What happens BEFORE a Student-Led Conference?
At the beginning of the year, most schools invite families to visit the classroom and meet their child’s teacher to learn about the curriculum expectations and classroom routines. During this discussion when I introduce our learning goals, I also share information about collaborative assessment and Student-Led Conferences. I explain the benefits, provide resources, and invite families to ask questions.

As we begin to build relationships and honour all of our “multiple intelligences” and different ways of knowing, I encourage students to set individual short-term goals that are “just right” for them. We talk about our strengths and struggles as we learn about different folks who have worked hard to overcome barriers and achieve excellence. Older students might engage in diagnostic surveys to find out how they feel about different subjects.

Every student will develop a portfolio, which will hold samples of work that demonstrate growth and learning in concrete ways. Some of these work samples will be chosen by the student and others will be chosen by educators. For example, I always include goal-setting and self-evaluation, as well as our monthly unedited, unassisted writing samples in their portfolio.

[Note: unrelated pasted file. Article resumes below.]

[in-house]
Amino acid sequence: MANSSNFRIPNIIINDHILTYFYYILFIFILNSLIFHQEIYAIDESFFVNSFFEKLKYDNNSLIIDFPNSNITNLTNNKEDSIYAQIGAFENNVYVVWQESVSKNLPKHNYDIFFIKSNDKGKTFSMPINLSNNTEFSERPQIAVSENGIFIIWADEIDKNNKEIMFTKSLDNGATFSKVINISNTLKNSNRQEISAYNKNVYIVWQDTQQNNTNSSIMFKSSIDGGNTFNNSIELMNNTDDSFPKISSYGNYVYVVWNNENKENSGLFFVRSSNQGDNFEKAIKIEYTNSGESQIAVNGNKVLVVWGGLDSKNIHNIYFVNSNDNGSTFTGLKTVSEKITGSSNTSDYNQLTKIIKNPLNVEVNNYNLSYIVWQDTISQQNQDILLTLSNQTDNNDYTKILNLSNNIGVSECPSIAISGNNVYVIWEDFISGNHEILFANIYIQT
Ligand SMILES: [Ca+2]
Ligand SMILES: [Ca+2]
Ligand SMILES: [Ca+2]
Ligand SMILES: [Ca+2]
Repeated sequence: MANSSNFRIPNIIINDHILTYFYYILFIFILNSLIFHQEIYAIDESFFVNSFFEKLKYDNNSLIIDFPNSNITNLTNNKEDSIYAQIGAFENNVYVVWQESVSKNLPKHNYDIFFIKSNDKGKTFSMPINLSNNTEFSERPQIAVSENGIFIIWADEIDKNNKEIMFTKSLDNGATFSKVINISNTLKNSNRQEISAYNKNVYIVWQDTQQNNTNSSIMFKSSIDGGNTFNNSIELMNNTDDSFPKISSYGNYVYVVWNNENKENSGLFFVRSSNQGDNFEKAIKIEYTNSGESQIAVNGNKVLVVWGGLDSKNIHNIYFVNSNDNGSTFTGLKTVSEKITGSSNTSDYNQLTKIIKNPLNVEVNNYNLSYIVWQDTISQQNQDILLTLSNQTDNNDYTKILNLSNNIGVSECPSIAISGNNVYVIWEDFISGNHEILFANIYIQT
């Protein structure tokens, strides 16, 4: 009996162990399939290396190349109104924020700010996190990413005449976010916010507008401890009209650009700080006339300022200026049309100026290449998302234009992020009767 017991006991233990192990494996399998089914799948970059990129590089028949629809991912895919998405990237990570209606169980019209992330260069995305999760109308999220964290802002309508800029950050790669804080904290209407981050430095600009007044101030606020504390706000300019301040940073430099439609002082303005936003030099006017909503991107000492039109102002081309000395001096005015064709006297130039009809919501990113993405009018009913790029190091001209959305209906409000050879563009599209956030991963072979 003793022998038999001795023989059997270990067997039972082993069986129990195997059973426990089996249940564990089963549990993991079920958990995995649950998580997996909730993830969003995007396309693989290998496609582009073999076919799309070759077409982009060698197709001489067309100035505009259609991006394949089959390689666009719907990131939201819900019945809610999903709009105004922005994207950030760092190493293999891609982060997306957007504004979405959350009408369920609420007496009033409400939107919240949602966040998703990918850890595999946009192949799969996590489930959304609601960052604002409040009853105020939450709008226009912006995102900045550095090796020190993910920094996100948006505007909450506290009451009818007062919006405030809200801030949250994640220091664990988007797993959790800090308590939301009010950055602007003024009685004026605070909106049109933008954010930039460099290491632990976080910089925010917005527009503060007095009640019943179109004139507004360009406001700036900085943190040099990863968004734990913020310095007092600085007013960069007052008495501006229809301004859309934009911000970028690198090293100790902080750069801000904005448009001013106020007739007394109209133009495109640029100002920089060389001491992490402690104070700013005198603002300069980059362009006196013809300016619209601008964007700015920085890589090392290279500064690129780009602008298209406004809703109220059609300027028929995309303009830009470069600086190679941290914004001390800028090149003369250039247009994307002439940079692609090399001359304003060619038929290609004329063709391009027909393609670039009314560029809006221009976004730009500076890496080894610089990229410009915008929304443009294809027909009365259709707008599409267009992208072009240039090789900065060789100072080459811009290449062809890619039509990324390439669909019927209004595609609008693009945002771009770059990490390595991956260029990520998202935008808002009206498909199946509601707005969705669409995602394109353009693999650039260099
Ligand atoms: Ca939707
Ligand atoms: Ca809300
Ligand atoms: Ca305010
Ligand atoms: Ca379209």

In January and June, in preparation for a Student-Led Conference, students will look through completed work, and choose samples of work that they are proud of. In my class, students staple a piece of paper to this work and write about why they are proud of it. Students also have the opportunity to look back at work samples, and identify how they know they are growing. This process can take several days, and it is a great opportunity to reflect and set new goals for Term #2 in January and/or for the summer in June.

Student Voice:
Before writing the report card, I always ask students to reflect on their Learning Skills and Work Habits and complete a self-evaluation. As a class, we might discuss each skill and generate “success criteria” and specific examples that relate to our learning together. I often try to include student voices in the report card, and quote their writing and self-reflection. It is critical that students understand the criteria by which they are being evaluated, and that they have opportunities to share their thinking about themselves as learners. It is invaluable formative feedback for educators and families.

During COVID-19, our Student-Led Conferences have continued on-line. I created a Google Form, and asked families to help their child answer questions about their learning. The form included opportunities for students to identify their strengths and areas for improvement in different subject areas, as well as the Learning Skills and Work Habits. These “stars” and “wishes”, or “GLOW” and “GROW” comments helped to guide our discussion during our virtual Student-Led Conference. I shared the screen and asked the students to read their ideas aloud, and invited families to share feedback. I was only able to support one conference at a time, but I believe it was worth the extra time.